I have been underground from blogging for past almost two weeks - the reason was not that I was being chased by agency but that I was having a gala time birding in Uganda.
Uganda? of course - a birding destination par excellence. The most sought out bird before I visited that place was the 'Shoebill' - well after I reached there - it was sill the most desired bird - that along with a a few more I suppose. The rumours are that there are only 150 odd birds in wild in Uganda. And like always - habitat destruction is the biggest threat to this bird. The birds are prehistoric in the looks and the bill looks like a shoe - the old wooden shoe from the yesteryears. Standing tall at 110-140 cm - it is a big bird. This bird is mentioned as Abu Markub, which means - the one with a shoe. The wiki and a lot of other forums describe this bird as one of the five most desirable birds in Africa.
During our visit to Uganda we had two occasions where we could have found the bird - one - the visit to the Mbamba Swamps - two - the Murchison falls. The eBird statics were describing the chances 50% and that was not good enough after flying for 6,000 odd km from Chandigarh - Mumbai - Nairobi to Uganda. But then - as with birdwatching - 100% is just not done normally. All the same - there was nothing to do really other than pray perhaps. Pray we all did and on second day of our visit we were on our way to Mbamba swamps. We were a group of 20 birdwatchers and were divided in a group of 3 to 4 each along with a bird guide and were out in the swamps on motorised canoe.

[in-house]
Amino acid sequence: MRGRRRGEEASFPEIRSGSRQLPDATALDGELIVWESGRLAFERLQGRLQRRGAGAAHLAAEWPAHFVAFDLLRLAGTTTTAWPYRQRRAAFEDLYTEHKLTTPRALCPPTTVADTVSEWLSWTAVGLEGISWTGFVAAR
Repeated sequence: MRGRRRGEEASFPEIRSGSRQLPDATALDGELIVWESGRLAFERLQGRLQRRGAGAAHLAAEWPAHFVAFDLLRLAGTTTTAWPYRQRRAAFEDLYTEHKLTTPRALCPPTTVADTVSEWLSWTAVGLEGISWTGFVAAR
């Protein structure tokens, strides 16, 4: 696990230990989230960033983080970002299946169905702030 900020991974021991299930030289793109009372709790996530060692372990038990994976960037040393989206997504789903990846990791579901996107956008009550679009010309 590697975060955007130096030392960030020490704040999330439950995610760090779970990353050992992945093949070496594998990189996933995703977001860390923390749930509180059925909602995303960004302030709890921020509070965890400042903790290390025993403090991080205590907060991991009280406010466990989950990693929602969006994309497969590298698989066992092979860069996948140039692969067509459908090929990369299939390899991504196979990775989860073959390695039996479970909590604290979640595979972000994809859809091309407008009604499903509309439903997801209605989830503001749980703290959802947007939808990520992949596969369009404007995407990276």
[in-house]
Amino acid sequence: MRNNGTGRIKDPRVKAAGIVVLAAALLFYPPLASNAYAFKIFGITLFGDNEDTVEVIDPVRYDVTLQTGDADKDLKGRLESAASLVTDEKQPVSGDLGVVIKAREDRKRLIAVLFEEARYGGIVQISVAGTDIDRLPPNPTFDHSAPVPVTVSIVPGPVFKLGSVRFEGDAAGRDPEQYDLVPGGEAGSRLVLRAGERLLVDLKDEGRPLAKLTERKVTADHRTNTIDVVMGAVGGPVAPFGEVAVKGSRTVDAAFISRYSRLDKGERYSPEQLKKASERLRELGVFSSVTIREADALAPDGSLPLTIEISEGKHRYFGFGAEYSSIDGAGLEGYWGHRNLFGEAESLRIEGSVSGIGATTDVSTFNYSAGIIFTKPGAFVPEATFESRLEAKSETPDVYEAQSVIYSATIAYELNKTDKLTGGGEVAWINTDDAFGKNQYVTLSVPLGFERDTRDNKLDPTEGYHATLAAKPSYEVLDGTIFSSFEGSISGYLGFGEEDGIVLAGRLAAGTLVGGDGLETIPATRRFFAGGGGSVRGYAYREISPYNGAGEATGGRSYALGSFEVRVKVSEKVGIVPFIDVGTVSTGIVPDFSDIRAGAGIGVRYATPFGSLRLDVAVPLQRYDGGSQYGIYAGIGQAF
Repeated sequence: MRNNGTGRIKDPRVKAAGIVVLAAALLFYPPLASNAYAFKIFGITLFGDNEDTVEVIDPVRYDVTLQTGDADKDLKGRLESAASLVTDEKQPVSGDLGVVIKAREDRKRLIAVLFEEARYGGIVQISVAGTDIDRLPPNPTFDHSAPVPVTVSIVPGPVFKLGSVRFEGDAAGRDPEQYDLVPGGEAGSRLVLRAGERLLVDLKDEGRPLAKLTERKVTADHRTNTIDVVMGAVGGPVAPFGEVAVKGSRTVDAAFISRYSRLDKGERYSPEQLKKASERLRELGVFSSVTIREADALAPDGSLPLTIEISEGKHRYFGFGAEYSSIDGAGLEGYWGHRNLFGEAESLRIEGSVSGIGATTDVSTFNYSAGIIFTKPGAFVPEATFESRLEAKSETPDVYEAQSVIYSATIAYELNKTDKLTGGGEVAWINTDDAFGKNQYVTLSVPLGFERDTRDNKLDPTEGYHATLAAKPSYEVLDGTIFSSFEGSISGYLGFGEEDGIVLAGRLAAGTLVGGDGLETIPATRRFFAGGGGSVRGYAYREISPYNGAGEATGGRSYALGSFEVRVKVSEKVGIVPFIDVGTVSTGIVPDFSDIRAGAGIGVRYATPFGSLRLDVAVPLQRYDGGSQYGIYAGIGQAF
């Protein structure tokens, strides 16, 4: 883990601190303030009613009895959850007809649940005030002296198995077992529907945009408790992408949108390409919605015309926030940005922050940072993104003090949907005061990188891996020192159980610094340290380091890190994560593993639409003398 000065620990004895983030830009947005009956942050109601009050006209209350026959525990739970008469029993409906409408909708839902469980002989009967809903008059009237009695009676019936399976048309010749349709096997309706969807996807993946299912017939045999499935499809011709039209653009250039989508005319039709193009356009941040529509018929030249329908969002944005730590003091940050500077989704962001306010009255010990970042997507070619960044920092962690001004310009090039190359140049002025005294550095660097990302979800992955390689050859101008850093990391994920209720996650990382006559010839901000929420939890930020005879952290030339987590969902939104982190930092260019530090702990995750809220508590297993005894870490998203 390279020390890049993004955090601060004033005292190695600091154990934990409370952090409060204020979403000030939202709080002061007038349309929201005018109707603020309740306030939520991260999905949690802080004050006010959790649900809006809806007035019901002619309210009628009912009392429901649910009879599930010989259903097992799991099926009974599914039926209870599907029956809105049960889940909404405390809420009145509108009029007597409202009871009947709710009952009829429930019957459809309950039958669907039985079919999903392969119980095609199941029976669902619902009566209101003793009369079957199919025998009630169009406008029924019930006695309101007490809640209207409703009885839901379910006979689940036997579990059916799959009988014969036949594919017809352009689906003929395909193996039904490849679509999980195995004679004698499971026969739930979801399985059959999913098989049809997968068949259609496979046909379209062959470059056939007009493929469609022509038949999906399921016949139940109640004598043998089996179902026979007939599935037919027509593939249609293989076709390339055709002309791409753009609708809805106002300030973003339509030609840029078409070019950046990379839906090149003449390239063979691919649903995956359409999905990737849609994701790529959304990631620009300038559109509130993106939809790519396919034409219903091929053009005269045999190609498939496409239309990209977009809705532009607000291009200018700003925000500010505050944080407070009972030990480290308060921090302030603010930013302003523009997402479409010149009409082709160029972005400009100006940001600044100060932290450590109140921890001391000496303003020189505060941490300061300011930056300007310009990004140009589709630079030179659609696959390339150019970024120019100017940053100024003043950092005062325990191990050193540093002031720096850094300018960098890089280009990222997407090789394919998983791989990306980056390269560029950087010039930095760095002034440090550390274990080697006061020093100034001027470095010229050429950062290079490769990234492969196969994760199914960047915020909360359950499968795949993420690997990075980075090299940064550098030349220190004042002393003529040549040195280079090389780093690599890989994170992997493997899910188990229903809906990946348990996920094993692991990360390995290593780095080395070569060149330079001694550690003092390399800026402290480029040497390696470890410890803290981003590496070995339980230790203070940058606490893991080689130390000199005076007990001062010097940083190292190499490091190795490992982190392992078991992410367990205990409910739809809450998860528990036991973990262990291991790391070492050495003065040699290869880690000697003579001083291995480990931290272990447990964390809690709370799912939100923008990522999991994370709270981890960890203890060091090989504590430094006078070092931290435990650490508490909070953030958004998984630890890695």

|The beauty of a different kind...|
|We were transported to the Prehistoric times - an experience worth the travel across the oceans...|
|I am sure you would not have got bored staring at these pictures - after all I did not get bored clicking a thousand of these...|
We were traversing narrow paths in the swamps created by passing boats - and getting excited by all the birds seen. After all - virtually every bird was a lifer. African Jacana, Yellow-billed Ducks, Long-toed Plovers, Cisticolas and others. But at the back of the mind the hunt for Shoebill was still on. I was on the first canoe among our group - leading the charge. After about half an hour of hunt in the far distance we saw a canoe (not from our group) standing staring at something in the distance - and bingo - there was a solitary shoebill standing majestically in the far distance. What a sight it was. It was like we have gone back in time a million years and standing with a dinosaur in front of us. A million clicks and almost half an hour in company of the bird was not the reason we moved on - it was just that we had to explore another sections of the swamps and who knew we might just catch sight of another one of these.
As we stood there staring at the majestic sight we were fed a lot of stories in by our guide in hushed tones. That included that it is an opportunistic hunter and will grab a duck or a bird if it ventures nearby, also that the hooked beak can grab fairly large fish out of the water with a snap.
We were lucky and unlucky that day - all at the same time. Lucky because we saw it, unlucky because this was the only sighting. Even Murchison falls was a wash out - guess eBird was right all along.
|The boat and the birders...|